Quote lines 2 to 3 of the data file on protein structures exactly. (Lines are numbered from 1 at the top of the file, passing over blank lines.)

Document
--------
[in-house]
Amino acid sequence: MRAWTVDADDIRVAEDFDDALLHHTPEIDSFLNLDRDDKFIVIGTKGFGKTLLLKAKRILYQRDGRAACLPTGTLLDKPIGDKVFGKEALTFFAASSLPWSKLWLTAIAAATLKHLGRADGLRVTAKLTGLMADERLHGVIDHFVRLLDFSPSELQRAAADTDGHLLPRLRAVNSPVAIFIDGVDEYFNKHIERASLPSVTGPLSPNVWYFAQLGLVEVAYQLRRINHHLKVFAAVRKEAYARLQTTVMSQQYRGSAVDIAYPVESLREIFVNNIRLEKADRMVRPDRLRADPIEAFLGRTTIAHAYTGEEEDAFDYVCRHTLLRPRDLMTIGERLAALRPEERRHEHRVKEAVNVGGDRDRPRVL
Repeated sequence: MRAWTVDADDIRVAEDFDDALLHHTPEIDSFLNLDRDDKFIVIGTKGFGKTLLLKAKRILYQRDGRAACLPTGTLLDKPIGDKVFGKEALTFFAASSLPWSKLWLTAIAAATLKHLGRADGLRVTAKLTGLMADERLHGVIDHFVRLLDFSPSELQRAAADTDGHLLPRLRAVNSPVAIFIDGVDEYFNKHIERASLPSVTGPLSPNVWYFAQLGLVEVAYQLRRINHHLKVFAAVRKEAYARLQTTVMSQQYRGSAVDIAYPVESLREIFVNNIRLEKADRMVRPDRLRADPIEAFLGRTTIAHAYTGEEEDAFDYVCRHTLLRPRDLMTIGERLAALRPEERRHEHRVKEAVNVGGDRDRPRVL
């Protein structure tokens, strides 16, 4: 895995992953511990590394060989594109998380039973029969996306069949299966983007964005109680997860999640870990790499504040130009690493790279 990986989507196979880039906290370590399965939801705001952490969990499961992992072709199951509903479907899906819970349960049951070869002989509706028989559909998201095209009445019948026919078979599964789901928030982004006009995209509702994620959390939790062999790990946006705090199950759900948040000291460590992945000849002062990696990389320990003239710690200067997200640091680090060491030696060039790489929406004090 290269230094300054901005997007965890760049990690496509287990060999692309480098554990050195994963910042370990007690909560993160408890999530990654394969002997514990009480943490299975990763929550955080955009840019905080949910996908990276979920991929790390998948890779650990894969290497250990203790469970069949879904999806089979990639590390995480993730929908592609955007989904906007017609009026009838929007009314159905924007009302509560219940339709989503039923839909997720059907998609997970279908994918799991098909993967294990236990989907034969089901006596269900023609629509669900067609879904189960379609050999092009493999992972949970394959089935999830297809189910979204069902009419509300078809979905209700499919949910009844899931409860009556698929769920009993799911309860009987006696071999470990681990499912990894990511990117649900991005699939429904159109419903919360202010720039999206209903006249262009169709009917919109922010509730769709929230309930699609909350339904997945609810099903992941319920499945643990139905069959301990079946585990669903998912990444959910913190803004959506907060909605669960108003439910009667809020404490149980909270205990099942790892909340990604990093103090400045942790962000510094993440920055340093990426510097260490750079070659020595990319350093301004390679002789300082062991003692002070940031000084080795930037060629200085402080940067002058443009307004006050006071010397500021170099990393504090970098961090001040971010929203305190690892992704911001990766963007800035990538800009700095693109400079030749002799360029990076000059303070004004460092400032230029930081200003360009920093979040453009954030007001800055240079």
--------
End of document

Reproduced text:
Amino acid sequence: MRAWTVDADDIRVAEDFDDALLHHTPEIDSFLNLDRDDKFIVIGTKGFGKTLLLKAKRILYQRDGRAACLPTGTLLDKPIGDKVFGKEALTFFAASSLPWSKLWLTAIAAATLKHLGRADGLRVTAKLTGLMADERLHGVIDHFVRLLDFSPSELQRAAADTDGHLLPRLRAVNSPVAIFIDGVDEYFNKHIERASLPSVTGPLSPNVWYFAQLGLVEVAYQLRRINHHLKVFAAVRKEAYARLQTTVMSQQYRGSAVDIAYPVESLREIFVNNIRLEKADRMVRPDRLRADPIEAFLGRTTIAHAYTGEEEDAFDYVCRHTLLRPRDLMTIGERLAALRPEERRHEHRVKEAVNVGGDRDRPRVL
Repeated sequence: MRAWTVDADDIRVAEDFDDALLHHTPEIDSFLNLDRDDKFIVIGTKGFGKTLLLKAKRILYQRDGRAACLPTGTLLDKPIGDKVFGKEALTFFAASSLPWSKLWLTAIAAATLKHLGRADGLRVTAKLTGLMADERLHGVIDHFVRLLDFSPSELQRAAADTDGHLLPRLRAVNSPVAIFIDGVDEYFNKHIERASLPSVTGPLSPNVWYFAQLGLVEVAYQLRRINHHLKVFAAVRKEAYARLQTTVMSQQYRGSAVDIAYPVESLREIFVNNIRLEKADRMVRPDRLRADPIEAFLGRTTIAHAYTGEEEDAFDYVCRHTLLRPRDLMTIGERLAALRPEERRHEHRVKEAVNVGGDRDRPRVL